Students studied the impacts that chemical pollution is having or will have on the Great Lakes, groundwater, Lake Michigan, Grand Traverse Bay, and Kids Creek. Students also studied the impact prescription drugs are having on the Great Lakes on a particle level, or how household products are infiltrating groundwater on a particle level.
To exhibit what they learned, in teams, students created a variety of marketing campaign approaches such as websites, flyers, brochures, t-shirts, and social media postings to educate the public on the various pollutants that impact our water.

Content Standards

Science: Develop an understanding of the atomic composition of simple molecules and extended structures. Describe how the total number of atoms does not change in a chemical reaction and thus mass is conserved. Finally, students will also gather and make sense of information to describe that synthetic materials come from natural resources and impact society.

ELA: Students will write and produce a marketing plan to advocate on behalf of the environment and our drinking water supply. They will use persuasive and informative writing techniques to accomplish this. In addition, students will use research techniques to gather information from relevant sources.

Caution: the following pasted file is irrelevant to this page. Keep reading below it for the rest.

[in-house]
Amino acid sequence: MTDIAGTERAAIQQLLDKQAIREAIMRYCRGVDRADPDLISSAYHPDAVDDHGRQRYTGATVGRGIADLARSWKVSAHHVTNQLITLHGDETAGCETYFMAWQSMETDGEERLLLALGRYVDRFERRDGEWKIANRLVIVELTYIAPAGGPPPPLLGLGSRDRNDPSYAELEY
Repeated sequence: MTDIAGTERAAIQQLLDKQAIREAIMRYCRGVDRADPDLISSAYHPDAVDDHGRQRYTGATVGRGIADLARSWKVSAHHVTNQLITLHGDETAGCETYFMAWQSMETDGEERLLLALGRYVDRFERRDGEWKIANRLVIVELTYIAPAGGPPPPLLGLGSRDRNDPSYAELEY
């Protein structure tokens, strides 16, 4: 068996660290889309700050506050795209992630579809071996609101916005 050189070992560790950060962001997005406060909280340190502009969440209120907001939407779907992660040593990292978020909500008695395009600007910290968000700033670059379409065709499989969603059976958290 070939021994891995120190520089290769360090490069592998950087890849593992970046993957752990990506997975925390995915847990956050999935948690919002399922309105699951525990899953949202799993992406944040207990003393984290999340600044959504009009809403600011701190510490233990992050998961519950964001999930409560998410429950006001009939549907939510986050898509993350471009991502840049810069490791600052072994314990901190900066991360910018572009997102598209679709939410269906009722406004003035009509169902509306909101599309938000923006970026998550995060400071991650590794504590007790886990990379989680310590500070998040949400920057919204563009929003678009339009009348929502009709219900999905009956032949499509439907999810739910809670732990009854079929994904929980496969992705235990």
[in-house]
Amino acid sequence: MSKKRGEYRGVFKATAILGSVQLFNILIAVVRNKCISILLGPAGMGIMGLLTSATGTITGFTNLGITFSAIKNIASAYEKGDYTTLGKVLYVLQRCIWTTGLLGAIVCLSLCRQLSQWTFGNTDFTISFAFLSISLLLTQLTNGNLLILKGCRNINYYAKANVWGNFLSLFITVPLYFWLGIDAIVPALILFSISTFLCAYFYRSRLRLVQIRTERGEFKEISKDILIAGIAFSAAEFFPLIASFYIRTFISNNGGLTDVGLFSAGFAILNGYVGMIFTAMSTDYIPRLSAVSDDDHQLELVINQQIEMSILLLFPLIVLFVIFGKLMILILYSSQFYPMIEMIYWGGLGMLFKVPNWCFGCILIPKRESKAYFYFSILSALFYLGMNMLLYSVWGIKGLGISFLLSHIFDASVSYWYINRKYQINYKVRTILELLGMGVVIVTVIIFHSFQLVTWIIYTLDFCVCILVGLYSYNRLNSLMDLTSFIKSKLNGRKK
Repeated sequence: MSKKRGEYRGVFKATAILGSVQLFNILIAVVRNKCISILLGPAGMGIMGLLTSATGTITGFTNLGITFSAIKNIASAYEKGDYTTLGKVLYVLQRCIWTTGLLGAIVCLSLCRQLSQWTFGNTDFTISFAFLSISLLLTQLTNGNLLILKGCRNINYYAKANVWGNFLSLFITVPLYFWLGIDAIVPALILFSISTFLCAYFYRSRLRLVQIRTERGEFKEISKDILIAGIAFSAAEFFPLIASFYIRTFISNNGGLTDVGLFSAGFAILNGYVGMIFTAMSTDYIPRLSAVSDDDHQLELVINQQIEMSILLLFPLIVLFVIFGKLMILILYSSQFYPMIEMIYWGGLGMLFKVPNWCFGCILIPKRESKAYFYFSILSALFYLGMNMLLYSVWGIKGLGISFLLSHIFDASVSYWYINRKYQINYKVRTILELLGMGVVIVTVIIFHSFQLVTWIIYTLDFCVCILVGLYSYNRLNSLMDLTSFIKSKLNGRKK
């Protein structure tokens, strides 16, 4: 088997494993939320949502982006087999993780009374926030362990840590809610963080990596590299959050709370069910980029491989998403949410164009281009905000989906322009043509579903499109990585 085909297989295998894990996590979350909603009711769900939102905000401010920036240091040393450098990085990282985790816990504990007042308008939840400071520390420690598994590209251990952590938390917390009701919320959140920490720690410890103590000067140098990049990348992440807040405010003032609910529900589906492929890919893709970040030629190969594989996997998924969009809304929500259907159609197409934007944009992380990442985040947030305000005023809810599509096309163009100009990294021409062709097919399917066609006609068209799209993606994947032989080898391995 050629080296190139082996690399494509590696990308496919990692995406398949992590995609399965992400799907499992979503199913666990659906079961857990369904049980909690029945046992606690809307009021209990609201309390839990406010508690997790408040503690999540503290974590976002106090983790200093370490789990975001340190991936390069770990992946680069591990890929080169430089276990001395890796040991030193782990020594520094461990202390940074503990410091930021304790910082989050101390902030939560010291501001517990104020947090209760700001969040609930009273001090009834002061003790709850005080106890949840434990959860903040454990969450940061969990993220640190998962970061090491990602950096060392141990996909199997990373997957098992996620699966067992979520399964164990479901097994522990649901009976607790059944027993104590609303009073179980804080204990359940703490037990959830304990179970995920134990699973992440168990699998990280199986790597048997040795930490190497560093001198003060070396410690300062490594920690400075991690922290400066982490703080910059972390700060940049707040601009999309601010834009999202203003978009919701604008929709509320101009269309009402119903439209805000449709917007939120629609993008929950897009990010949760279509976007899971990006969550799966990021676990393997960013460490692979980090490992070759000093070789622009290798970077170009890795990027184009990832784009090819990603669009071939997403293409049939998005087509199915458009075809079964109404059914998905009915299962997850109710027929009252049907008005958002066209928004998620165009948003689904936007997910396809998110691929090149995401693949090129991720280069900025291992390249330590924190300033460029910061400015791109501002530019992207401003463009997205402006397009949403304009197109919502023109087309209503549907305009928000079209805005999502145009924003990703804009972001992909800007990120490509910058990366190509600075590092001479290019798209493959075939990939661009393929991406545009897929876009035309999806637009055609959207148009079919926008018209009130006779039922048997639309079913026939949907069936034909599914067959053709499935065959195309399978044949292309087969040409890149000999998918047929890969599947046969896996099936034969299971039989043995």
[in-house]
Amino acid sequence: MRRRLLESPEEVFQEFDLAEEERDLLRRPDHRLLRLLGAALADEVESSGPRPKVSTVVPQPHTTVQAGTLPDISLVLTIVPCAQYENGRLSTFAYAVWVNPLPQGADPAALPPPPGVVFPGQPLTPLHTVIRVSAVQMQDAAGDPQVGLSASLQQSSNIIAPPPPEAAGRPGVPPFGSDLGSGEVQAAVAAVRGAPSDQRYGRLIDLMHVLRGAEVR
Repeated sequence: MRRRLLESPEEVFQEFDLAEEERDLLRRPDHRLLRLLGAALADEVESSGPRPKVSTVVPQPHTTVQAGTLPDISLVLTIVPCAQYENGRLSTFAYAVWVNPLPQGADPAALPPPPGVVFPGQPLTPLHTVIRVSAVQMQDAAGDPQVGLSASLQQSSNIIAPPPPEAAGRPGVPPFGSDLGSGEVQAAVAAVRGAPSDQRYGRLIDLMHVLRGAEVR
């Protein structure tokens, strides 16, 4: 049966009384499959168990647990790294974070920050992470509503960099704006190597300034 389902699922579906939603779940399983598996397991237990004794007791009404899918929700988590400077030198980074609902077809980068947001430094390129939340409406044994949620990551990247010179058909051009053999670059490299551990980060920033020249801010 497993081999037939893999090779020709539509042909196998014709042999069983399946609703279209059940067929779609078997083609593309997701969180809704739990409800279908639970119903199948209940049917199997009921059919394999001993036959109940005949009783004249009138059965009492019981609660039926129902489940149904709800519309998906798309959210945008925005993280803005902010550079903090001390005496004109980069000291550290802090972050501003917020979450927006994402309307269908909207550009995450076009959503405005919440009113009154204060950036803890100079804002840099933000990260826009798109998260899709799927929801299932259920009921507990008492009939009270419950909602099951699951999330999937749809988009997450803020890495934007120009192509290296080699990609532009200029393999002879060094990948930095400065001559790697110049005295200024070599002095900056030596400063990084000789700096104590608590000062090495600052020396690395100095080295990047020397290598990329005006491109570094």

Math: Students will learn about the slopes of lines by measuring volumes and masses of different water samples and calculating their densities. They will use slopes of lines to explore equivalent fractions, and they will learn the effect that the properties of a line have on its equation. They will also learn to use scientific notation to compare extremely large and extremely small numbers by exploring a shark’s sense of smell.

Student Reflection

When I learned that we would be learning about deadly water I was a bit skeptical about how entertaining the project would be. But when we started, I realized how interesting this project was. It was intriguing to learn how we were harming our water when we didn’t even realize it. When I saw all of the animals and life that had been destroyed it made me sickened. It was a wonderful thing to learn. It was amazing to create a project that could change people. Instead of just handing in a paper never to be seen again, we were making something that could be seen by people around the globe and could possibly persuade them to act. This project showed me how making a difference isn’t so hard. -Sam, 7th-grade student